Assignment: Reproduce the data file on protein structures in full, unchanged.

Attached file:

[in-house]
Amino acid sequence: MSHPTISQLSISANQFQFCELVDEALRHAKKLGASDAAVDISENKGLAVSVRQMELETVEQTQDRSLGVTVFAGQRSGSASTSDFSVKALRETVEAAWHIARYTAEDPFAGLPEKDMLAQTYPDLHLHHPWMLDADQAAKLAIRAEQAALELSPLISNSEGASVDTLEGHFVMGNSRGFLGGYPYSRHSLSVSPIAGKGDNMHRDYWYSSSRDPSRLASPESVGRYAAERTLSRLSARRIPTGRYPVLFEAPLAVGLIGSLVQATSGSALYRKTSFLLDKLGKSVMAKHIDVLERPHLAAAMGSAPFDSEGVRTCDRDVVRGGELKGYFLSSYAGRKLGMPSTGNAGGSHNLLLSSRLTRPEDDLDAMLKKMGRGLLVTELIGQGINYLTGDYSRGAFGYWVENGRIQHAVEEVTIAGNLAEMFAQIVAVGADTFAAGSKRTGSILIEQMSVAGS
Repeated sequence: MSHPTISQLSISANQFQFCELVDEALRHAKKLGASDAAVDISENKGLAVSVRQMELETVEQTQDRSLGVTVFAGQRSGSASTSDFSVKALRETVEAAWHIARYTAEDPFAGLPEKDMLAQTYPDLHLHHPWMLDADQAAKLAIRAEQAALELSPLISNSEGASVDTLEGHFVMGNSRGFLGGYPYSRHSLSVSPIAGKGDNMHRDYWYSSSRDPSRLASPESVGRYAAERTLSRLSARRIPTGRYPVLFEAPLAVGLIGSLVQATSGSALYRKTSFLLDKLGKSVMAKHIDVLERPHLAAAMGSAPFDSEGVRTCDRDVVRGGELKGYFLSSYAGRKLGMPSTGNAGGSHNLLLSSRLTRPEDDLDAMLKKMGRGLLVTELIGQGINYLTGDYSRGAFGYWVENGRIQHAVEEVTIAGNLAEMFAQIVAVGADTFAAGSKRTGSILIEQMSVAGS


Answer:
[in-house]
Amino acid sequence: MSHPTISQLSISANQFQFCELVDEALRHAKKLGASDAAVDISENKGLAVSVRQMELETVEQTQDRSLGVTVFAGQRSGSASTSDFSVKALRETVEAAWHIARYTAEDPFAGLPEKDMLAQTYPDLHLHHPWMLDADQAAKLAIRAEQAALELSPLISNSEGASVDTLEGHFVMGNSRGFLGGYPYSRHSLSVSPIAGKGDNMHRDYWYSSSRDPSRLASPESVGRYAAERTLSRLSARRIPTGRYPVLFEAPLAVGLIGSLVQATSGSALYRKTSFLLDKLGKSVMAKHIDVLERPHLAAAMGSAPFDSEGVRTCDRDVVRGGELKGYFLSSYAGRKLGMPSTGNAGGSHNLLLSSRLTRPEDDLDAMLKKMGRGLLVTELIGQGINYLTGDYSRGAFGYWVENGRIQHAVEEVTIAGNLAEMFAQIVAVGADTFAAGSKRTGSILIEQMSVAGS
Repeated sequence: MSHPTISQLSISANQFQFCELVDEALRHAKKLGASDAAVDISENKGLAVSVRQMELETVEQTQDRSLGVTVFAGQRSGSASTSDFSVKALRETVEAAWHIARYTAEDPFAGLPEKDMLAQTYPDLHLHHPWMLDADQAAKLAIRAEQAALELSPLISNSEGASVDTLEGHFVMGNSRGFLGGYPYSRHSLSVSPIAGKGDNMHRDYWYSSSRDPSRLASPESVGRYAAERTLSRLSARRIPTGRYPVLFEAPLAVGLIGSLVQATSGSALYRKTSFLLDKLGKSVMAKHIDVLERPHLAAAMGSAPFDSEGVRTCDRDVVRGGELKGYFLSSYAGRKLGMPSTGNAGGSHNLLLSSRLTRPEDDLDAMLKKMGRGLLVTELIGQGINYLTGDYSRGAFGYWVENGRIQHAVEEVTIAGNLAEMFAQIVAVGADTFAAGSKRTGSILIEQMSVAGS